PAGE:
Currently active areas & Suspected new outbreaks - There has been continued active spread of LYD in the coastal coconut belt to SW and NE of Quelimane, but substantial areas still remain free of the disease including the Malayan Dwarf seed garden at Macuse. At least two new districts have been affected since 2000 and there are many new foci in previously-affected districts. Despite this, the overall percentage losses by district are still low. Disease foci are known to have been present in Moma Sede and Larde since 2001 but probably became established earlier. There is no precise information on the extent of disease but 11,761 diseased palms have already been cut down in Moma Sede under a PROAGRI programme (which currently operates only in Moma); 12,500 palms (about half) have been affected by disease in one block on Boror estate at Ligonha (this probably includes palms damaged by rhinoceros beetle). New foci are reported at the bay of Angoche (Sicupire), 13km from Angoche at Mamaripe, and at Sangage (Nantapa, Mulaenda and Topa, 43km from Angoche). The disease is thought to be present in the plantation at Mogincual district and there are hearsay reports from the plantation at Quinga. Major epidemics were reported from Mocimba da Praia and Pemba regions in late 1990s and investigated by Mozambique authorities working with NCDP (Tanzania) scientists. Satellite photographs (Google Earth) suggest only a few mainly scattered coconuts remain along coastline; however, high resolution images are lacking for parts of area including offshore islands. The owner of the plantation on Quirimba Island (800ha mature coconuts, about 8km offshore) reports sporadic cases attributed to LYD (about 2-3 palms per annum) and considers that the low incidence is maintained through prompt removals. No LYD has been reported so far from Inhambane or other provinces. Quarantine measures, including checkpoints at key roadside locations, are in place to restrict movement of coconut planting materials from north to south.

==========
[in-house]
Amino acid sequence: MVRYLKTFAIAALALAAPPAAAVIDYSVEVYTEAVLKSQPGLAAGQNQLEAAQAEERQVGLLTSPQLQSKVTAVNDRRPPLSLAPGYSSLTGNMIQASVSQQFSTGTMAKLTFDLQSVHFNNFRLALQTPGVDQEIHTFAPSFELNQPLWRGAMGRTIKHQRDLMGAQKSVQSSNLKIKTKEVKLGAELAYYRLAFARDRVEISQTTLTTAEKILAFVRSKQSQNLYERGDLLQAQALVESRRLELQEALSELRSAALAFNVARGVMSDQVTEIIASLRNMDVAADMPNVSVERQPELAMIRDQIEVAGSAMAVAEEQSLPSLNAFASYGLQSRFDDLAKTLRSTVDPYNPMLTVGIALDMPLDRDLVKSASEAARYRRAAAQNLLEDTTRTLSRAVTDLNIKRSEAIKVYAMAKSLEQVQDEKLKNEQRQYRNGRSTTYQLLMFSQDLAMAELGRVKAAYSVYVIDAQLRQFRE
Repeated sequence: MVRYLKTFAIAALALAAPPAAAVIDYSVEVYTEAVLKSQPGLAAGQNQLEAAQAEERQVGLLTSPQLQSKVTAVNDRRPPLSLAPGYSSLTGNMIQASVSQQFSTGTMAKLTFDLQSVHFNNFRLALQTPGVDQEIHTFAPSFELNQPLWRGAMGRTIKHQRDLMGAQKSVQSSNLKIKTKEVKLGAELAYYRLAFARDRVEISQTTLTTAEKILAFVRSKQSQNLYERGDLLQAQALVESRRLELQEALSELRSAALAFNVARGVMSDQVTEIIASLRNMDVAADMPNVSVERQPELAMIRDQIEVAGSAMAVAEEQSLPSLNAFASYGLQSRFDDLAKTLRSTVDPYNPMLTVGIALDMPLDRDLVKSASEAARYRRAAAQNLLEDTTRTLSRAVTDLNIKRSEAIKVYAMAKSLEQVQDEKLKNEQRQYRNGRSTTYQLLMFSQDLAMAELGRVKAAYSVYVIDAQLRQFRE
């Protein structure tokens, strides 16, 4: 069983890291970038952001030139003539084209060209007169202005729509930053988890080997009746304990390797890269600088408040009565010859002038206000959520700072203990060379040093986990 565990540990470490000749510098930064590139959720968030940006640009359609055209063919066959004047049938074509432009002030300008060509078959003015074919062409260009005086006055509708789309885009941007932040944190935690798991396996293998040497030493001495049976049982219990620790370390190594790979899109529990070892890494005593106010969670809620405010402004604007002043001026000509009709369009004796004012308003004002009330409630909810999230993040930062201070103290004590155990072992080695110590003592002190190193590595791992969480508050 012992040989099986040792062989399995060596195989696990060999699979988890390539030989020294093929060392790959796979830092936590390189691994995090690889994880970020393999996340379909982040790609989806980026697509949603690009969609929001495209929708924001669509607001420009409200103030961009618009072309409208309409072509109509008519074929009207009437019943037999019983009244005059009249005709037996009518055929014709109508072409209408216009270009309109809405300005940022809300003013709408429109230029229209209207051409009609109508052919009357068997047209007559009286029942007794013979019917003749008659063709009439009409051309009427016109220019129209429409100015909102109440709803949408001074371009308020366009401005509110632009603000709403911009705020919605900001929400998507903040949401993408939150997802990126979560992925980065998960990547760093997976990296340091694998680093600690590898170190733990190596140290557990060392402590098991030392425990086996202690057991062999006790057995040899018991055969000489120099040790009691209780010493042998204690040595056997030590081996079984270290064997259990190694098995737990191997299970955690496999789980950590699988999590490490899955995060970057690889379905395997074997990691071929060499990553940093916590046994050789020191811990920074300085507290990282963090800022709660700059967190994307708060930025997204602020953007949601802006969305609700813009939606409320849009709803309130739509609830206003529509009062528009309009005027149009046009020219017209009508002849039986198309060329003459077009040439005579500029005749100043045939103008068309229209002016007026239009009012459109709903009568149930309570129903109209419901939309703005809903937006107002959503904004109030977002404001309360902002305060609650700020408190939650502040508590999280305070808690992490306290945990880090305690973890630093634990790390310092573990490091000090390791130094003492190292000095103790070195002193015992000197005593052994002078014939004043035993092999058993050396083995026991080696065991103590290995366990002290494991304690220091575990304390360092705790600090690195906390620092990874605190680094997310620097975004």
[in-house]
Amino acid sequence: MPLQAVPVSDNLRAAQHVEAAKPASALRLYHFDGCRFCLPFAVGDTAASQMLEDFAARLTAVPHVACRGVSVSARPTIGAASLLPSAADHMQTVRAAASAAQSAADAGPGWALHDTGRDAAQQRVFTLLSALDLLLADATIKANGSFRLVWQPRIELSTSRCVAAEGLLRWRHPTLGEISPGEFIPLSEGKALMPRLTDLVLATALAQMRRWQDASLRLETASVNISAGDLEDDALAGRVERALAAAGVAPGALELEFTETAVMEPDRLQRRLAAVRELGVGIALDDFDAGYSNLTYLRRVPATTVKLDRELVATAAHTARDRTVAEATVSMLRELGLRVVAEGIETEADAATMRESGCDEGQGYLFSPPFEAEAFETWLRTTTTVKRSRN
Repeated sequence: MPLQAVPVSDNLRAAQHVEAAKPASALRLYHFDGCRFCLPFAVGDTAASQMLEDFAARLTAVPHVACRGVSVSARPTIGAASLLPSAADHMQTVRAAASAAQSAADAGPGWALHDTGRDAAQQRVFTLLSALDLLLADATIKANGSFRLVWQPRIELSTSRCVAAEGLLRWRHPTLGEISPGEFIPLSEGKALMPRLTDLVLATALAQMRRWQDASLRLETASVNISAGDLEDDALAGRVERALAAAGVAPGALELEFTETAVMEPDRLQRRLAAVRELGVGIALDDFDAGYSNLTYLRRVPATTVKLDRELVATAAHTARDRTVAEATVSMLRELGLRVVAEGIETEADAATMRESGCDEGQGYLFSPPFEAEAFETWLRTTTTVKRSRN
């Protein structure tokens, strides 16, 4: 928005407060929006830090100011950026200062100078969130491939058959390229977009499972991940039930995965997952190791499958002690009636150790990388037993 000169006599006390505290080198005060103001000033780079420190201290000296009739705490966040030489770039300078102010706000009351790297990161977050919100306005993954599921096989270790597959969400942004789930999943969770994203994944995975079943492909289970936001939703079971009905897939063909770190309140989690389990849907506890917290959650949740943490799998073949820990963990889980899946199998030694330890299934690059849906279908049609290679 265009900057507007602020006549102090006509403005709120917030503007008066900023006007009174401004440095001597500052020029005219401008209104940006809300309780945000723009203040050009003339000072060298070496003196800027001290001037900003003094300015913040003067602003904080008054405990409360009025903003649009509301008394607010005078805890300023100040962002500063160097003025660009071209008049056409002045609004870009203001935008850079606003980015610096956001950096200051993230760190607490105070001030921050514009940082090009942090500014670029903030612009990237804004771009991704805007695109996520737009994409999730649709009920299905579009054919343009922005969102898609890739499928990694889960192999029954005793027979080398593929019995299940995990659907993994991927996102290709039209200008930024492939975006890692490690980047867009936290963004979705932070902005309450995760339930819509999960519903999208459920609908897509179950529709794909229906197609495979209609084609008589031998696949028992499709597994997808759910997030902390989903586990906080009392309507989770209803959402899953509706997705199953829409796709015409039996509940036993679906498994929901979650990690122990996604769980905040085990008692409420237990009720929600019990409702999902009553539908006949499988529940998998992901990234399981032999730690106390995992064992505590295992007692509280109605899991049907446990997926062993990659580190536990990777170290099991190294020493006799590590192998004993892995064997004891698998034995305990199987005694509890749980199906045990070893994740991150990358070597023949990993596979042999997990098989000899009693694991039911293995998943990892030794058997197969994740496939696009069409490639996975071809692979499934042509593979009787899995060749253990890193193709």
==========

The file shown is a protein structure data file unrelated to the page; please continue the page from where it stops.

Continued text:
(Extracted from consultancy report by Eden-Green (2006) commissioned by Millennium Challenge Corporation).
Other palm/plant hosts
New hosts, new vectors, new strains or suspected loss of resistance - confirmed or unconfirmed